The herb that crushes metabolic syndrome

Let me ask you a question…

Do you have one or more of the following symptoms?

  • Abdominal weight gain
  • Obesity
  • High cholesterol
  • High blood pressure
  • Insulin resistance
  • High blood sugar

If the answer is yes, you have an altered metabolism, otherwise known as metabolic syndrome.

Unfortunately, when your metabolism is altered, it dramatically increases your risk for more serious health problems like diabetes, heart disease and stroke.

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While you could turn to pharmaceutical medications to treat the above symptoms, a far better course of action is turning to natural agents that provide therapeutic properties to combat these symptoms from the core.

And fortunately, there is one common herb containing 57 potent compounds that you can rely on as a metabolic remedy…

The simple culinary herb — rosemary.

Rosemary’s abundance of natural phytochemical compounds supply numerous positive properties, including antioxidant, anti-inflammatory, hypolipidemic (fat-reducing) and hypoglycemic (blood sugar-reducing) — just to name a few.

Yes, according to research, this seemingly ordinary culinary herb is literally bursting with disease-fighting metabolism-boosting potential…

Kick inflammation to the curb

Rosemary contains a compound called ursolic acid, which puts a direct halt on the production of several inflammatory molecules, along with reducing the number of them being produced in adipose (fat) tissue.

By knocking down the level of inflammation in your tissues, ursolic acid gives your body a chance to restore metabolism and chemistry back to proper function.

Reducing inflammation also means your body won’t store every sugar in your body as extra fat around your middle. And in fact, you might just experience a little weight loss around the midsection as an added bonus!

Sock it to blood sugar levels

Another highly active compound in rosemary called carnosol works to naturally lower blood sugar levels by suppressing the activity of certain enzymes.

This is particularly beneficial to people with type 2 diabetes as the suppression of these enzymes prevents the process called gluconeogenesis, a process where the liver produces glucose internally.

If you have type 2 diabetes, you may see the effects of gluconeogenesis reflected in high fasting blood sugar levels. But with the addition of rosemary you could see the opposite — reduced fasting glucose, urine sugar and A1c levels.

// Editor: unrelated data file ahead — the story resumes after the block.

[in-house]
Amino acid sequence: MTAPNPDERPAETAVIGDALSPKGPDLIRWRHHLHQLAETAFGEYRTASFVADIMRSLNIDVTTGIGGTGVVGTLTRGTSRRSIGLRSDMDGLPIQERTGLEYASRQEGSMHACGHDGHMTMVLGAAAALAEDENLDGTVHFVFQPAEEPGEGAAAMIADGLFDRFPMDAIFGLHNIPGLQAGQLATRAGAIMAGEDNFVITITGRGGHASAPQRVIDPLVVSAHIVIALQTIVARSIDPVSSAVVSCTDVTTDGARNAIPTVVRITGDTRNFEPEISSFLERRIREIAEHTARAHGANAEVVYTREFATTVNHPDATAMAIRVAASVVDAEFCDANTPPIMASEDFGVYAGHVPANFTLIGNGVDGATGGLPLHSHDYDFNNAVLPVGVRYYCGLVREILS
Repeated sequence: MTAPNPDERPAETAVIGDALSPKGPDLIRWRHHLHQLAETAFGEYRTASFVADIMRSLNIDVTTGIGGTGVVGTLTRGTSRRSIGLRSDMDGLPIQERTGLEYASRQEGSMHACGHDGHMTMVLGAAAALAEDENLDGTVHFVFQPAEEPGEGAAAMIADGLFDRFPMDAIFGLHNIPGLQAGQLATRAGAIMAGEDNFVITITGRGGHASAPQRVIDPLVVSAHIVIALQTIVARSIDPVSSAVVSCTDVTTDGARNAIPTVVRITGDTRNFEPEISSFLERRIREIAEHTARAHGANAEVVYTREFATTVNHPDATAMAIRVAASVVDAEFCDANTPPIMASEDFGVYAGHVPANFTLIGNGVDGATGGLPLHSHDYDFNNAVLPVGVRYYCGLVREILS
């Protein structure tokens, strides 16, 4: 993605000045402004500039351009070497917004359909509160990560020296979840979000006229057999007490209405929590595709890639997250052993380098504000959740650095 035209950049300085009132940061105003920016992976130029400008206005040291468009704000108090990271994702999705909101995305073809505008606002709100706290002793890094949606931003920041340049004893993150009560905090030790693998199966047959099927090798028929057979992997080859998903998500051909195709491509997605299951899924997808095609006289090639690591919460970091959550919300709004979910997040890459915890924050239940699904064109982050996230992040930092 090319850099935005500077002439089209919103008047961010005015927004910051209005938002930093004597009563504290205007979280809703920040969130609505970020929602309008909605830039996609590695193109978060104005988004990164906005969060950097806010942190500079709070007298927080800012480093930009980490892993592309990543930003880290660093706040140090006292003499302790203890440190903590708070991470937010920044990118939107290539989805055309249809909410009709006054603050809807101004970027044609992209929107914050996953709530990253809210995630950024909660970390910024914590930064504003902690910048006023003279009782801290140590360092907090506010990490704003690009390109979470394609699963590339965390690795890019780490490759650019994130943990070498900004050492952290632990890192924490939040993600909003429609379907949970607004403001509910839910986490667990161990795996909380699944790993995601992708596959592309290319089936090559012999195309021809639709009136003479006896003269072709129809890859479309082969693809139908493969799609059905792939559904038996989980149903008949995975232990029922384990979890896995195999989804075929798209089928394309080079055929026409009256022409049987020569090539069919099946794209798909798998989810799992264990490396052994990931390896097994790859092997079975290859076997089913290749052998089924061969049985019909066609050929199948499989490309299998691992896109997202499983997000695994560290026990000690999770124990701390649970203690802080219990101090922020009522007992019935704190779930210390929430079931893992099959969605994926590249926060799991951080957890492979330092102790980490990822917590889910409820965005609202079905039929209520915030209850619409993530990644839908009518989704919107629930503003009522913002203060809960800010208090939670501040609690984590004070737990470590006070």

If you’re not diabetic, rosemary’s blood glucose regulating effects are equally important. The active compounds carnosol and carnosic acid aide glucose metabolism and liver function to prevent high cholesterol and obesity-related health problems.

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Beat high blood pressure

Rosemary’s potent compounds influence key enzymes involved in blood vessel constriction and relaxation, the effects of which are lower blood pressure and protection against cardiac hazards like heart attack and stroke.

Since rosemary is a culinary herb, it’s very easy to incorporate into your diet.

Here are a few creative ideas to consider:

  • Steep some loose-leaf rosemary into an aromatic tea.
  • Sprinkle the freshly chopped herb onto a piece of meat or fish at dinnertime.
  • Add it to a Chickpea Salad alongside other beneficial herbs.
  • Use rosemary in dressings and seasonings to spice up your savory dishes.
  • Include a breakfast or dinner side of Rosemary and Garlic Mushrooms.
  • Mix some of the herb into your butter to spread on toast, breadsticks, dinner rolls, or to be slathered over steamed vegetables.
  • Add generous amounts to a slow cooker meal of Rosemary-Garlic Chicken Leg Quarters.

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  1. Hassani F, et al. Rosemary (Rosmarinus officinalis) as a potential therapeutic plant in metabolic syndrome: a review. — Naunyn Schmiedeberg’s Archives Pharmacology. 2016;389(9):931-949.
Jedha Dening

By Jedha Dening

Jedha Dening is a qualified nutritionist (MNutr), researcher, author, freelance writer, and founder of type 2 diabetic nutrition site Diabetes Meal Plans. Her masters thesis on nutrition and inflammation was published and then presented at a national scientific conference. She has millions of words published in the health industry across various print and online publications. Having been in the field for over 15 years, she’s incredibly passionate about delving into the latest research to share the myths and truths surrounding nutrition and health. She believes when armed with the right knowledge, we’re empowered to make informed choices that can truly make a difference.